By Julie Seabaugh
By Julie Seabaugh
By Christian Schaeffer
By Daniel Hill
By Jaime Lees
By Roy Kasten
By Melinda Cooper
By Jeremy Essig
Music nerds and lit geeks alike rejoiced at the news that piano man Ben Folds and beloved author Nick Hornby were collaborating on an album. The pair had circled around each other for years creatively — Folds estimates they met in "about 2003," although they had e-mailed before that — but finally were able to work together because of something very simple: time. "And that's not something, luckily, that either one of us usually has a lot of," Folds says via phone from Nashville, where he now lives.
The division of labor during this process was efficient: Hornby wrote the lyrics and e-mailed them to Folds, who would then set the words to music. The resulting album, Lonely Avenue, is Folds' most musically expansive work. While his trademark saccharine piano drips through songs such as "Practical Amanda" and "Belinda," Avenue also boasts mournful orchestras ("Picture Window"), progged-out keyboards (the classic-rock romp "Your Dogs"), synthesizer-based sensory overload (the standout "Saskia Hamilton") and a stylistic homage to Joe Jackson ("Claire's Ninth"). Lyrically, Avenue isn't much of a departure from Folds' past work; Hornby's lyrics focus on socially inept sad sacks, obsessive characters, wacky daydreamers and quiet heroes. Read on as Folds addresses Avenue's evolution and how it was to work with Hornby.
RFT: What was the most challenging thing putting together an album the way you guys did? Did you have any inkling before [Hornby] e-mailed you, what the lyrical themes or topics were going to be?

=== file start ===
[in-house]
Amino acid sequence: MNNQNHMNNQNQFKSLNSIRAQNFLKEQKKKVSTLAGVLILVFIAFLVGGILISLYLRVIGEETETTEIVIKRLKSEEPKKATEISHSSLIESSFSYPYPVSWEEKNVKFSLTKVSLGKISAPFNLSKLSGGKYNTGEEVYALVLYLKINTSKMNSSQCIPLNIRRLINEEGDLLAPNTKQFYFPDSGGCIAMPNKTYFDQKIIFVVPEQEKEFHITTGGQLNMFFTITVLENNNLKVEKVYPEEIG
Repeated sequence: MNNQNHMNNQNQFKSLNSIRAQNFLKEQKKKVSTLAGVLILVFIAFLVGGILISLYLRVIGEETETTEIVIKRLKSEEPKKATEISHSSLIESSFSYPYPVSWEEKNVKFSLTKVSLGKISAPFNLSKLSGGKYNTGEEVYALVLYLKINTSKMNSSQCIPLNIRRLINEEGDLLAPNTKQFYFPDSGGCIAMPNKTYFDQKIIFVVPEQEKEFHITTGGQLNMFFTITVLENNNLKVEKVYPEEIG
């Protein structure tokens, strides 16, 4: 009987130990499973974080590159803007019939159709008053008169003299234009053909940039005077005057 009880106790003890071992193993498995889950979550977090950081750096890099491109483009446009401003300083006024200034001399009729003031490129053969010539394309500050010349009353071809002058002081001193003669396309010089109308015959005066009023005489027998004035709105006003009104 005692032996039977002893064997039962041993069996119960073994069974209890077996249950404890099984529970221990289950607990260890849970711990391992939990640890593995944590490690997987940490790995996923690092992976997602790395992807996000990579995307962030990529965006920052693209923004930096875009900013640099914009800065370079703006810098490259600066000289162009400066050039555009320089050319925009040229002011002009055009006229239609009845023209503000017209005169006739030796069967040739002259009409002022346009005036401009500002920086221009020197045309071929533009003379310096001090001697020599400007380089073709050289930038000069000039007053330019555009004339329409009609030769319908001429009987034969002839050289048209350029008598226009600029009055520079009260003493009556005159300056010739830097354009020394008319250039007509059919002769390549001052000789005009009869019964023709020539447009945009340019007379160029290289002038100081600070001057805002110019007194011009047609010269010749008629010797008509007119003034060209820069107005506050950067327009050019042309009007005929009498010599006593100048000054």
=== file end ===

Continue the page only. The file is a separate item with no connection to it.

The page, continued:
Ben Folds: No, no, no. He would write, send it, and then I would put my mind to it. It really wasn't that challenging. I shouldn't say that, but it was very easy, because his lyrics were really good. I agreed with them. I have a really easy time with melody, and not as easy a time in lyrics. Which is not to say that I'm not proud of what I've done lyrically, but just that it's more work. So it was really nice to have a world-class novelist doing that bit for me.
I think a lot of people would be surprised to hear you say that [you have a hard time with lyrics], because people really gravitate toward your lyrics a lot.
Well, I mean I think that they're hard-earned. And some of it is because I'm trying to accomplish a really difficult task. I start with the music, and starting with the music leaves you a kind of strict form in which to insert your thoughts. Just in terms of all the syll-ah-bles landing on the right em-fa-sis [laughs], it's difficult to do. You have much more leeway to have the lyrics happen first. But I just never do that, because my music comes quicker. There's something at least subtly profound about the melody, or I wouldn't have remembered it or thought of it. Finding what that's about — like, what part of my subconscious did that melody come from that it resonates — is also a difficult task.
That's a draining psychological exercise making a song, the way you describe it then.
It is! That's exactly right: It's a draining psychological exercise that I don't actually enjoy. But I enjoy the, you know, end result — the fact that there is an end result is rewarding. [Laughs]
When you got the lyrics [from Hornby], did you have any inkling what the music was going to be? Or did you get the lyrics and say, "OK, let's go and see what we can match up to it."
Well, I would get the lyrics, and I would immediately make a quick connection between the lyrics and phrases that would become music really quickly. [There was] not a lot of thinking to it, just, "Here's a phrase — a cadence here or there that seems to be suggesting this." If I shoot from the hip, I find that I land on a cadence really quickly that, sort of by luck, seems to take the rest of the meter into account. And I don't really know how that happens. But if I find the right place, the heart of the song, and find the melody really quickly, I find that melody plays out really naturally generally with the words.